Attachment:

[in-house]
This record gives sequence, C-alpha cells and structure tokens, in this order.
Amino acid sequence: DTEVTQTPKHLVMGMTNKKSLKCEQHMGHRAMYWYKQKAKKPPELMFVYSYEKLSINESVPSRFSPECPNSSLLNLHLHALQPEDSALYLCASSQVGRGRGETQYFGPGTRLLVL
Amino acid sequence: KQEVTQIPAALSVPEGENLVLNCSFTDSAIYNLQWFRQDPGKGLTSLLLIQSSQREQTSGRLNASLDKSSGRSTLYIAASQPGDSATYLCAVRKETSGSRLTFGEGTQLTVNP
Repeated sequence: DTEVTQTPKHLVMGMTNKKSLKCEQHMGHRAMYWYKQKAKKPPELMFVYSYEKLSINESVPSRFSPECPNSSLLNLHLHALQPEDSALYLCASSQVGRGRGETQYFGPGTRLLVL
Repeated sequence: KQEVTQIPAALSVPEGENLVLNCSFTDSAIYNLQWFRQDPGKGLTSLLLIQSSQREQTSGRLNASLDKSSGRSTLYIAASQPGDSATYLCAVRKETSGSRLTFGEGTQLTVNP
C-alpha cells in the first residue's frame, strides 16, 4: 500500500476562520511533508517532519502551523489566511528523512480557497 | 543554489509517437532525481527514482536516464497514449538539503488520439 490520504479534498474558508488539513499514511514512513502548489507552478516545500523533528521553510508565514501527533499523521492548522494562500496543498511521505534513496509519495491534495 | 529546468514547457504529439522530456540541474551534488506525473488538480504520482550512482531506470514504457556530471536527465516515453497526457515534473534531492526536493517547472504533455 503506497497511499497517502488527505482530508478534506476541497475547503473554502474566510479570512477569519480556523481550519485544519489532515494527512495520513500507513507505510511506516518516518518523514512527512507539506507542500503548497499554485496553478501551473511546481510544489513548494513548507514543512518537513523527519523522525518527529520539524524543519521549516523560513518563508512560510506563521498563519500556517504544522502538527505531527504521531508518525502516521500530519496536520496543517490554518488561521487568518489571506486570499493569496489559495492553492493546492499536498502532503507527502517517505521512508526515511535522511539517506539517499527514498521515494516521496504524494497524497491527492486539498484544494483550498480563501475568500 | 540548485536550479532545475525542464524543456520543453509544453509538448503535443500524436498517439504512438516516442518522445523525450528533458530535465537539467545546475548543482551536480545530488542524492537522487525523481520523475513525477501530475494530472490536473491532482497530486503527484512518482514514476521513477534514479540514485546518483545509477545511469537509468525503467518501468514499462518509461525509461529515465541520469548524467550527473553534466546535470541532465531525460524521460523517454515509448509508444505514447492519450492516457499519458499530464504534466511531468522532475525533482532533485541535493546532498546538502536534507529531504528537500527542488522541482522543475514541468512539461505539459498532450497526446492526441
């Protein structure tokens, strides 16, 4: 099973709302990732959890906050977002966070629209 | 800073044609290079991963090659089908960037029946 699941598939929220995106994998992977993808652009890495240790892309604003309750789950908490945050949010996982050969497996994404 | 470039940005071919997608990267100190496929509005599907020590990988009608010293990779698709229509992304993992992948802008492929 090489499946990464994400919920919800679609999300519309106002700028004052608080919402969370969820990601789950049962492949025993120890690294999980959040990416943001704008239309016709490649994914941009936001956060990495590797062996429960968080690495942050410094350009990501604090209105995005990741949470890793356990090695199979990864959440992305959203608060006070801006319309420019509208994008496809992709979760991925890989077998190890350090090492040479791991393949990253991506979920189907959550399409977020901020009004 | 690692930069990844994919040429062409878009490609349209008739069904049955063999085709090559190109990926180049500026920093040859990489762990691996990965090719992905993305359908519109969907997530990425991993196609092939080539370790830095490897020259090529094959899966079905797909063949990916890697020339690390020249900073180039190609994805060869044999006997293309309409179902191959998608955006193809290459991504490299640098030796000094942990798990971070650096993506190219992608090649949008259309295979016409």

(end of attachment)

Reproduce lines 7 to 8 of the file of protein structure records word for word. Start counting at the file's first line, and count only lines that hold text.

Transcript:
C-alpha cells in the first residue's frame, strides 16, 4: 500500500476562520511533508517532519502551523489566511528523512480557497 | 543554489509517437532525481527514482536516464497514449538539503488520439 490520504479534498474558508488539513499514511514512513502548489507552478516545500523533528521553510508565514501527533499523521492548522494562500496543498511521505534513496509519495491534495 | 529546468514547457504529439522530456540541474551534488506525473488538480504520482550512482531506470514504457556530471536527465516515453497526457515534473534531492526536493517547472504533455 503506497497511499497517502488527505482530508478534506476541497475547503473554502474566510479570512477569519480556523481550519485544519489532515494527512495520513500507513507505510511506516518516518518523514512527512507539506507542500503548497499554485496553478501551473511546481510544489513548494513548507514543512518537513523527519523522525518527529520539524524543519521549516523560513518563508512560510506563521498563519500556517504544522502538527505531527504521531508518525502516521500530519496536520496543517490554518488561521487568518489571506486570499493569496489559495492553492493546492499536498502532503507527502517517505521512508526515511535522511539517506539517499527514498521515494516521496504524494497524497491527492486539498484544494483550498480563501475568500 | 540548485536550479532545475525542464524543456520543453509544453509538448503535443500524436498517439504512438516516442518522445523525450528533458530535465537539467545546475548543482551536480545530488542524492537522487525523481520523475513525477501530475494530472490536473491532482497530486503527484512518482514514476521513477534514479540514485546518483545509477545511469537509468525503467518501468514499462518509461525509461529515465541520469548524467550527473553534466546535470541532465531525460524521460523517454515509448509508444505514447492519450492516457499519458499530464504534466511531468522532475525533482532533485541535493546532498546538502536534507529531504528537500527542488522541482522543475514541468512539461505539459498532450497526446492526441
């Protein structure tokens, strides 16, 4: 099973709302990732959890906050977002966070629209 | 800073044609290079991963090659089908960037029946 699941598939929220995106994998992977993808652009890495240790892309604003309750789950908490945050949010996982050969497996994404 | 470039940005071919997608990267100190496929509005599907020590990988009608010293990779698709229509992304993992992948802008492929 090489499946990464994400919920919800679609999300519309106002700028004052608080919402969370969820990601789950049962492949025993120890690294999980959040990416943001704008239309016709490649994914941009936001956060990495590797062996429960968080690495942050410094350009990501604090209105995005990741949470890793356990090695199979990864959440992305959203608060006070801006319309420019509208994008496809992709979760991925890989077998190890350090090492040479791991393949990253991506979920189907959550399409977020901020009004 | 690692930069990844994919040429062409878009490609349209008739069904049955063999085709090559190109990926180049500026920093040859990489762990691996990965090719992905993305359908519109969907997530990425991993196609092939080539370790830095490897020259090529094959899966079905797909063949990916890697020339690390020249900073180039190609994805060869044999006997293309309409179902191959998608955006193809290459991504490299640098030796000094942990798990971070650096993506190219992608090649949008259309295979016409």